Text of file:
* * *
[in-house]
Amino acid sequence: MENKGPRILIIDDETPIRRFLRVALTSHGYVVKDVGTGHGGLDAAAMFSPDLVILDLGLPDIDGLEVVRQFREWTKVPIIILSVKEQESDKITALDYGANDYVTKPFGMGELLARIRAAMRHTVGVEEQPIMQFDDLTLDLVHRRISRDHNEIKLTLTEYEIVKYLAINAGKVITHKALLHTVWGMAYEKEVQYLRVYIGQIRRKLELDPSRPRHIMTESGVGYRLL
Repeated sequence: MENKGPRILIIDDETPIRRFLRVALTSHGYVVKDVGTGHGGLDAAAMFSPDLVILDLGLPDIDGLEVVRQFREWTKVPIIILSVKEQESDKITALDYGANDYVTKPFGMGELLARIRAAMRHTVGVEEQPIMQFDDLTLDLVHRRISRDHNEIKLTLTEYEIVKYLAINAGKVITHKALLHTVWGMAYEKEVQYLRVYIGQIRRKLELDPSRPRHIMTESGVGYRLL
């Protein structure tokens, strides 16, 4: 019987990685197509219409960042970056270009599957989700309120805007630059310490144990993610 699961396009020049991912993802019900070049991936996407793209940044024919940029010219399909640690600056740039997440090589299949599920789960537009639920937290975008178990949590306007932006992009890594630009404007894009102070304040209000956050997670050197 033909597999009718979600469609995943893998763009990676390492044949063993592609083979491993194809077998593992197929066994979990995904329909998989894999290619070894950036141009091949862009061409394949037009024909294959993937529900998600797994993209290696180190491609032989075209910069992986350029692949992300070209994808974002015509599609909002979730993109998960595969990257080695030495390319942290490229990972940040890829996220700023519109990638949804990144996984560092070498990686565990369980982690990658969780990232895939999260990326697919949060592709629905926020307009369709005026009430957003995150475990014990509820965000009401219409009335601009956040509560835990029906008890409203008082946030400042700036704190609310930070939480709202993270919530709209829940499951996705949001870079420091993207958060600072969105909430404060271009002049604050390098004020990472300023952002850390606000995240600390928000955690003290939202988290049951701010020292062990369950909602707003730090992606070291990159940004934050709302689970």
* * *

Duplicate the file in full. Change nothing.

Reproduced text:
[in-house]
Amino acid sequence: MENKGPRILIIDDETPIRRFLRVALTSHGYVVKDVGTGHGGLDAAAMFSPDLVILDLGLPDIDGLEVVRQFREWTKVPIIILSVKEQESDKITALDYGANDYVTKPFGMGELLARIRAAMRHTVGVEEQPIMQFDDLTLDLVHRRISRDHNEIKLTLTEYEIVKYLAINAGKVITHKALLHTVWGMAYEKEVQYLRVYIGQIRRKLELDPSRPRHIMTESGVGYRLL
Repeated sequence: MENKGPRILIIDDETPIRRFLRVALTSHGYVVKDVGTGHGGLDAAAMFSPDLVILDLGLPDIDGLEVVRQFREWTKVPIIILSVKEQESDKITALDYGANDYVTKPFGMGELLARIRAAMRHTVGVEEQPIMQFDDLTLDLVHRRISRDHNEIKLTLTEYEIVKYLAINAGKVITHKALLHTVWGMAYEKEVQYLRVYIGQIRRKLELDPSRPRHIMTESGVGYRLL
């Protein structure tokens, strides 16, 4: 019987990685197509219409960042970056270009599957989700309120805007630059310490144990993610 699961396009020049991912993802019900070049991936996407793209940044024919940029010219399909640690600056740039997440090589299949599920789960537009639920937290975008178990949590306007932006992009890594630009404007894009102070304040209000956050997670050197 033909597999009718979600469609995943893998763009990676390492044949063993592609083979491993194809077998593992197929066994979990995904329909998989894999290619070894950036141009091949862009061409394949037009024909294959993937529900998600797994993209290696180190491609032989075209910069992986350029692949992300070209994808974002015509599609909002979730993109998960595969990257080695030495390319942290490229990972940040890829996220700023519109990638949804990144996984560092070498990686565990369980982690990658969780990232895939999260990326697919949060592709629905926020307009369709005026009430957003995150475990014990509820965000009401219409009335601009956040509560835990029906008890409203008082946030400042700036704190609310930070939480709202993270919530709209829940499951996705949001870079420091993207958060600072969105909430404060271009002049604050390098004020990472300023952002850390606000995240600390928000955690003290939202988290049951701010020292062990369950909602707003730090992606070291990159940004934050709302689970």